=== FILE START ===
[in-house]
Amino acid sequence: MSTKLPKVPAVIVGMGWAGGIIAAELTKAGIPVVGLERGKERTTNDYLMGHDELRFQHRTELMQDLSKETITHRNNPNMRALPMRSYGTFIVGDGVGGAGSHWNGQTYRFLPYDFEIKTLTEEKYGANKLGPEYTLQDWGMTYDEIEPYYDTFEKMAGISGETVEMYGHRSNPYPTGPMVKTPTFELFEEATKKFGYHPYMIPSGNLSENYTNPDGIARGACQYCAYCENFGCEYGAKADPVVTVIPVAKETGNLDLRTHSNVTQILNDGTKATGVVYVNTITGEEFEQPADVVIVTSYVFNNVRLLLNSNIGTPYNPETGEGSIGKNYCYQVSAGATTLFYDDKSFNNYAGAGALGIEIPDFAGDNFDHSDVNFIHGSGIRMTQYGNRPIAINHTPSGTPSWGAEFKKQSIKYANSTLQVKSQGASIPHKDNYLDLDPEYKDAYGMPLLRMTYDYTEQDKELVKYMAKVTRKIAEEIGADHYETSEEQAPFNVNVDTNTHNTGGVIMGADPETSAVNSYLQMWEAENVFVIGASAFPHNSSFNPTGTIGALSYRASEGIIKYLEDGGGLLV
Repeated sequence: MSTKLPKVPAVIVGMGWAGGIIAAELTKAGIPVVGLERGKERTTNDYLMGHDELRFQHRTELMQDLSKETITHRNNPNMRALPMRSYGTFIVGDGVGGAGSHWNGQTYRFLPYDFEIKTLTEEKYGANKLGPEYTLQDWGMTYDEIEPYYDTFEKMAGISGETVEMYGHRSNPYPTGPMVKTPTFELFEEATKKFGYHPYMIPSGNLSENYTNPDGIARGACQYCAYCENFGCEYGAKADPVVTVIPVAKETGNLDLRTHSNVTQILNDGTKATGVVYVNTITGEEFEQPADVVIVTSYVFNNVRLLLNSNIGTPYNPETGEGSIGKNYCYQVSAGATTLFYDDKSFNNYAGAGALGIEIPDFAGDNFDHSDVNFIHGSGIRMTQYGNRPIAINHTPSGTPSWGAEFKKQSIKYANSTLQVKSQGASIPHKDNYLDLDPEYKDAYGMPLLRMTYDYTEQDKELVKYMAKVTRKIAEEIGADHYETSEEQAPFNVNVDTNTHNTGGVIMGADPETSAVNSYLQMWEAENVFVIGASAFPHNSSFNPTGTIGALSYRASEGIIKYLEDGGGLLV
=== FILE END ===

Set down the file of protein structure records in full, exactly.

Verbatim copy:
[in-house]
Amino acid sequence: MSTKLPKVPAVIVGMGWAGGIIAAELTKAGIPVVGLERGKERTTNDYLMGHDELRFQHRTELMQDLSKETITHRNNPNMRALPMRSYGTFIVGDGVGGAGSHWNGQTYRFLPYDFEIKTLTEEKYGANKLGPEYTLQDWGMTYDEIEPYYDTFEKMAGISGETVEMYGHRSNPYPTGPMVKTPTFELFEEATKKFGYHPYMIPSGNLSENYTNPDGIARGACQYCAYCENFGCEYGAKADPVVTVIPVAKETGNLDLRTHSNVTQILNDGTKATGVVYVNTITGEEFEQPADVVIVTSYVFNNVRLLLNSNIGTPYNPETGEGSIGKNYCYQVSAGATTLFYDDKSFNNYAGAGALGIEIPDFAGDNFDHSDVNFIHGSGIRMTQYGNRPIAINHTPSGTPSWGAEFKKQSIKYANSTLQVKSQGASIPHKDNYLDLDPEYKDAYGMPLLRMTYDYTEQDKELVKYMAKVTRKIAEEIGADHYETSEEQAPFNVNVDTNTHNTGGVIMGADPETSAVNSYLQMWEAENVFVIGASAFPHNSSFNPTGTIGALSYRASEGIIKYLEDGGGLLV
Repeated sequence: MSTKLPKVPAVIVGMGWAGGIIAAELTKAGIPVVGLERGKERTTNDYLMGHDELRFQHRTELMQDLSKETITHRNNPNMRALPMRSYGTFIVGDGVGGAGSHWNGQTYRFLPYDFEIKTLTEEKYGANKLGPEYTLQDWGMTYDEIEPYYDTFEKMAGISGETVEMYGHRSNPYPTGPMVKTPTFELFEEATKKFGYHPYMIPSGNLSENYTNPDGIARGACQYCAYCENFGCEYGAKADPVVTVIPVAKETGNLDLRTHSNVTQILNDGTKATGVVYVNTITGEEFEQPADVVIVTSYVFNNVRLLLNSNIGTPYNPETGEGSIGKNYCYQVSAGATTLFYDDKSFNNYAGAGALGIEIPDFAGDNFDHSDVNFIHGSGIRMTQYGNRPIAINHTPSGTPSWGAEFKKQSIKYANSTLQVKSQGASIPHKDNYLDLDPEYKDAYGMPLLRMTYDYTEQDKELVKYMAKVTRKIAEEIGADHYETSEEQAPFNVNVDTNTHNTGGVIMGADPETSAVNSYLQMWEAENVFVIGASAFPHNSSFNPTGTIGALSYRASEGIIKYLEDGGGLLV